How about a day trip to a cypress swamp right here in Maryland? The bald cypress trees of Battle Creek Cypress Swamp Sanctuary located in Prince Frederick, Calvert County are believed to have established themselves about 10,000 years ago. The Battle Creek Cypress Swamp was acquired from the Gray and Keim families and protected by the Nature Conservancy in 1957; the first preserve in Maryland. A trail sign refers to the bald cypress as the “Old Man of the Swamp.” Trees surviving here are about 75 — 200 years old. With over 100 acres this amazing habitat of cypress trees is located just about as far north as bald cypress will thrive and it’s the only cypress swamp on the western shore of the state.

Here in the sanctuary at Battle Creek, named in the 1600s for Battle, England where the colonists in the area originated, there is a quarter-mile boardwalk loop to traverse, a meadow trail of the same length and a nature center to explore. Check to see what’s going on at the nature center. Informative programs are held at various times. You’ll see live animal exhibits at the center which may include outside a rescued barred owl and red-tailed hawk and inside an albino snapping turtle.

Bring your field glasses to spot the many birds flitting among the trees such as the Prothonotary warbler — a pretty little yellow feathered bird with gray wings, purple finch, scarlet tanager, vireos and the Louisiana waterthrush. Depending on the time of year you visit, you’ll see some of the many avians that call this swamp home for at least part of the year. You may spy flying squirrels, woodpeckers, or frogs if you tread silently through this treasure.

As you wander through this mini gem of a park, relish the quietude of the place. Take in the swathes of airy ferns and marvel at the knees of the cypress trees mimicking the form of the trunk itself. The cypress knees are part of the root system of these trees and allow the trees to breathe in their watery home, or at least that is one hypothesis. These knees may help secure the trees in place which have a shallow root system. It is not fully understood why these mound-like knees form.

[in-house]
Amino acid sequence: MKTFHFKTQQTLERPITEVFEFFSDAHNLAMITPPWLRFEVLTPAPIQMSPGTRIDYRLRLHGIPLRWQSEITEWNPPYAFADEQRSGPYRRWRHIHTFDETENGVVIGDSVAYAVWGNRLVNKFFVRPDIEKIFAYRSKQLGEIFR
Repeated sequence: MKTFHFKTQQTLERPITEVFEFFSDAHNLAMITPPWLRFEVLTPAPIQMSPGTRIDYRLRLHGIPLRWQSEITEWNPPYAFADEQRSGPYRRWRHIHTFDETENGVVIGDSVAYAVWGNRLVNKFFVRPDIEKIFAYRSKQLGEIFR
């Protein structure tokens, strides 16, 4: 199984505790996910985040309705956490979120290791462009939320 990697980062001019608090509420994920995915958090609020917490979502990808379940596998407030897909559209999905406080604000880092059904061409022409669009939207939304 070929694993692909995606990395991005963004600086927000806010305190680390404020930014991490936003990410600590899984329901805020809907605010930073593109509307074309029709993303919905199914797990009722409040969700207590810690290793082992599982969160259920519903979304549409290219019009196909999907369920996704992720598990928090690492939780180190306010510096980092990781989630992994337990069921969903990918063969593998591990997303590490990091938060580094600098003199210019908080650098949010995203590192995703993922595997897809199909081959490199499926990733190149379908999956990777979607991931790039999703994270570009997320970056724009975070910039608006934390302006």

In the magical swamp, you’ll marvel at these unique cypress trees, some over 100 feet tall and three to six feet in girth toward the bottom narrowing as they climb. These giant trees, related to the redwoods and sequoias of California, are pyramidal in shape and their green leaves are fringe-like almost as pine needles. The deciduous leaves of these unique conifers become an auburn hue in the Fall and then drop to the ground. The name “bald” cypress originates from the fact that these trees cast their leaves early in the Fall season. The cypress has small, orb-shaped cones that form at the branch ends. These cones start out green and eventually turn brown. At that time, they release 16 winged seeds to the whimsy of the breeze, water and animal life.

These ancient trees can survive for thousands of years, one of the longest living on earth. Past logging has eliminated very old stands. In our area, they make their home in the swamps, moist woodlands and rivers of the Delmarva. In Maryland, the two main areas of cypress growth are in Battle Creek and the Pocomoke River on the Eastern Shore. The northernmost collection of these conifers is in Trap Pond State Park in Delaware. The Patriarch Tree on the James Branch Water Trail in Delaware is estimated to be 600 years old. This tree is about 127 feet tall and has a base circumference of about 24 feet. The oldest known tree on the east coast is located in North Carolina and is estimated to be 2,624 years old. Cypress trees located any farther north than the Delmarva are not native bald cypress but some other nonnative variety.

The decay resistant wood of the cypress is used in the production of such interior and exterior items as piers, fence posts, rail road ties, doors, furniture, shingles and barrels. Some Native Americans fashioned canoes from the cypress tree. The wood is moderately hard (classified as a softwood but having the qualities of a hardwood), quite strong and stable over time.

In the sanctuary there are picnic tables just waiting for you to enjoy a nice meal or snack, always a welcome treat when on an out of doors foray. Sit, relax and ponder the wonders you’ve just encountered, the unique bald cypress, “Old Man of the Swamp,” the oldest of trees on the Atlantic coast.

Barbara enjoys traveling as often as possible and can be reached at barbara.s.aiken@gmail.com.

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Barbara enjoys history and is particularly interested in the history of Maryland.